A number of diffuser plate designs may be used to provide increased hollow cathode effect. In one embodiment, a gas distribution plate assembly for a plasma processing chamber comprises a diffuser plate having an upstream side and a downstream side, where the plasma source gases enter at the upstream side and plasma exits at the downstream side. Gas passages are present between the upstream and downstream sides of the diffuser plate which include hollow cathode cavities at the downstream side. By increasing the number of gas passages from the center of the diffuser plate toward the edge, the density of the hollow cathode volume can be increased from the center toward the edge of the diffuser plate, providing increased surface area and an increased hollow cathode effect. The increased hollow cathode effect toward the edge of the diffuser plate produces an increased plasma density toward the edge of the diffuser plate, which translates to an increased plasma density near the substrate surface toward the edges of the substrate surface. This adjusted plasma density is used to compensate for the effects of other processing variables of the kind described herein, so that a uniform film deposition is obtained over the entire substrate surface.

In another embodiment, a gas distribution plate assembly for a plasma processing chamber comprises a diffuser plate where the shape of the hollow cathode cavity is designed to provide an increased surface to volume ratio, so that the density of hollow cathode surface area per hollow cathode cavity is increased. This enables production of an increased hollow cathode effect at particular locations without the need to increase the number of hollow cathode cavities.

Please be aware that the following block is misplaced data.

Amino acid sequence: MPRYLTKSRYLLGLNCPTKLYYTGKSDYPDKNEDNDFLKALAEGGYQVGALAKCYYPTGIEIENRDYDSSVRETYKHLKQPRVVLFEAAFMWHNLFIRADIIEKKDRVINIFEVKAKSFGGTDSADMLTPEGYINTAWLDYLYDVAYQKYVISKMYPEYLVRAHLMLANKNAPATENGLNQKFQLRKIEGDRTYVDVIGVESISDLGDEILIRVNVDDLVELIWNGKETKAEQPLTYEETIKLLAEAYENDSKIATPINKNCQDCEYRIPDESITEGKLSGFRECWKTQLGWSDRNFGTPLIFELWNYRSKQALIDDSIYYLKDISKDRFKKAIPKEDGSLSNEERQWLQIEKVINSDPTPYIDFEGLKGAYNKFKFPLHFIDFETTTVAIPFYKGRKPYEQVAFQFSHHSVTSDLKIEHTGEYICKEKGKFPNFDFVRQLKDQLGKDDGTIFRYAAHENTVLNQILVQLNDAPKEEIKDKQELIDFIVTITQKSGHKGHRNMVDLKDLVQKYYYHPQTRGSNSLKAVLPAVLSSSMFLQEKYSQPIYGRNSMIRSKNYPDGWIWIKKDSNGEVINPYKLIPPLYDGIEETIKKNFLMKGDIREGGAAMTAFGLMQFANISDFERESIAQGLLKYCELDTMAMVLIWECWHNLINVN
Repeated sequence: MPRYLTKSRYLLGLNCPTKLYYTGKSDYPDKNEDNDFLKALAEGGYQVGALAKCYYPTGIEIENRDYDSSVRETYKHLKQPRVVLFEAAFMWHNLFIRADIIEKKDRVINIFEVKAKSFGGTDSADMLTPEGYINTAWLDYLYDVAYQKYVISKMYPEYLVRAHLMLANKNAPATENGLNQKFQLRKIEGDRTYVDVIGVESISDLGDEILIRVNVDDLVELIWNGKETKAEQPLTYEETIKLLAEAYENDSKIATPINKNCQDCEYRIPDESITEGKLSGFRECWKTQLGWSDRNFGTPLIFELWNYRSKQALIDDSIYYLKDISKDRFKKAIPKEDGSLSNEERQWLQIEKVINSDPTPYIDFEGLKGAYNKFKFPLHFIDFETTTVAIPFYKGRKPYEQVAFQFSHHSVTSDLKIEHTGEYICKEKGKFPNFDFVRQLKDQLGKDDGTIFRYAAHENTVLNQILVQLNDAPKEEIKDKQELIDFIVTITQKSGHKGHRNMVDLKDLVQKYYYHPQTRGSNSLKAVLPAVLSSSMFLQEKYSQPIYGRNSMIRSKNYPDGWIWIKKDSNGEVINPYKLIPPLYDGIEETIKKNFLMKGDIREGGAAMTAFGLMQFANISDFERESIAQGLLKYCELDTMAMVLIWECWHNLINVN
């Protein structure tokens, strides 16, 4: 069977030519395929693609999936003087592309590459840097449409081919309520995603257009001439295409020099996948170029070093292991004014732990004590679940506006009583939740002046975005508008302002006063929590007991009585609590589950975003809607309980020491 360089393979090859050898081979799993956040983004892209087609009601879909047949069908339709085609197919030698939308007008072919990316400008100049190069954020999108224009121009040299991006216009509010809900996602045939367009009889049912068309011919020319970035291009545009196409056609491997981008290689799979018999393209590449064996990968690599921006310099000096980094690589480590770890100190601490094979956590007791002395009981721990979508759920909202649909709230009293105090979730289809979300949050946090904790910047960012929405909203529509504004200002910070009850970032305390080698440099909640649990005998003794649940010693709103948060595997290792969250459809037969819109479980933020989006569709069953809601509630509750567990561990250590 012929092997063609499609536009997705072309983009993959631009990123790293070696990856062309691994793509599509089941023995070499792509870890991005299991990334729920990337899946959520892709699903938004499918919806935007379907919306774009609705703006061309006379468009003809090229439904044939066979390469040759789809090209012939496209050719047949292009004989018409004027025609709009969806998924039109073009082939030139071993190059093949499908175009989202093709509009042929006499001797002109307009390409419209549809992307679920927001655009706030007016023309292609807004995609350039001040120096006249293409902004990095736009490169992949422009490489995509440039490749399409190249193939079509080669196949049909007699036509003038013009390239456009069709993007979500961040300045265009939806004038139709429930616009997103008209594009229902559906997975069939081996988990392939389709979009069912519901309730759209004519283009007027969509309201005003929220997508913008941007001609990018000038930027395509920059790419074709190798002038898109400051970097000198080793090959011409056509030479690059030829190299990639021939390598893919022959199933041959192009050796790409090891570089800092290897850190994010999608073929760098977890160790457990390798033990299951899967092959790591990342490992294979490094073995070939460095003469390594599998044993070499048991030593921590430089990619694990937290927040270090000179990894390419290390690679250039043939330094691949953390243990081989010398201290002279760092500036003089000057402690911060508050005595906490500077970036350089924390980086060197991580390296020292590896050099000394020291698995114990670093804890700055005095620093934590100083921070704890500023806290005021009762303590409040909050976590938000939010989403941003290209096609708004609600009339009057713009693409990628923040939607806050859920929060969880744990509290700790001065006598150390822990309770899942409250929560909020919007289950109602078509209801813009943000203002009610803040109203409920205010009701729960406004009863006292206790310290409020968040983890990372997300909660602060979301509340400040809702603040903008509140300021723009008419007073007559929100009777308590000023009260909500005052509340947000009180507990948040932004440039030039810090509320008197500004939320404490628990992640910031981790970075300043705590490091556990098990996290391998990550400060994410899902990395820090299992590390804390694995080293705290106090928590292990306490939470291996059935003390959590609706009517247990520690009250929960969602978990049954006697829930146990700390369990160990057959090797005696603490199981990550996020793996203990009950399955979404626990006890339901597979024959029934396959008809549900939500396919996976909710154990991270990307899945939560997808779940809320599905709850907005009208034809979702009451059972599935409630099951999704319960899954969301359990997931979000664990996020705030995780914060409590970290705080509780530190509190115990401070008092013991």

By gradually increasing the hollow cathode diameters or depths or combinations thereof, the density of hollow cathode cavity volume can be increased from the center toward the edge of the diffuser plate, for example, increasing the plasma density toward the edge of the diffuser plate.

In another embodiment, the number densities or the shape/surface areas of hollow cathode cavities are varied at points across the substrate surface to compensate for peculiarities in the processing chamber and internal apparatus which affect the uniformity of the plasma density across the substrate.

In a typical symmetrical gas diffusion plate design, the diffuser plate may be divided into a number of concentric zones, where the gas entry passages in each of the zones are identical; however, the number density, the volume, or surface area of hollow cathode cavities of gas passages in each zone gradually increase from the center to the edge of the diffuser plate.

In another embodiment, a diffuser plate comprises a body having a top surface and a bottom surface, a plurality of gas passages between the top surface the bottom surface, and an outer region and an inner region wherein the body between the top and the bottom of the outer region is thicker than the body between the top and the bottom of the inner region.

In another embodiment, a method of making a gas diffuser plate for a plasma processing chamber comprises making a gas diffuser plate to have an upstream side and a down stream side, and a plurality of gas passages passing between the upstream and downstream sides of the diffuser plate, and machining the downstream surface to make the downstream surface or portions of the downstream surface concave. This machining changes the volume/shape/surface area of hollow cathode cavities present in the machined areas at the downstream surface of the gas diffuser plate.

Diffusion plate fabrication techniques may vary as well. In one method of making a symmetrical gas diffuser plate including an upstream side and a downstream side, and a plurality of gas passages passing between hollow cathode cavities at the downstream side of the diffuser plate, the diffuser plate is deformed to provide a smooth convex surface on the downstream side, with subsequent machining of the convex surface to flatten the surface, whereby the volumes and resultant surface areas of the hollow cathode cavity surface areas at the downstream side of the diffuser plate gradually increase from the center toward the edge of the diffuser plate.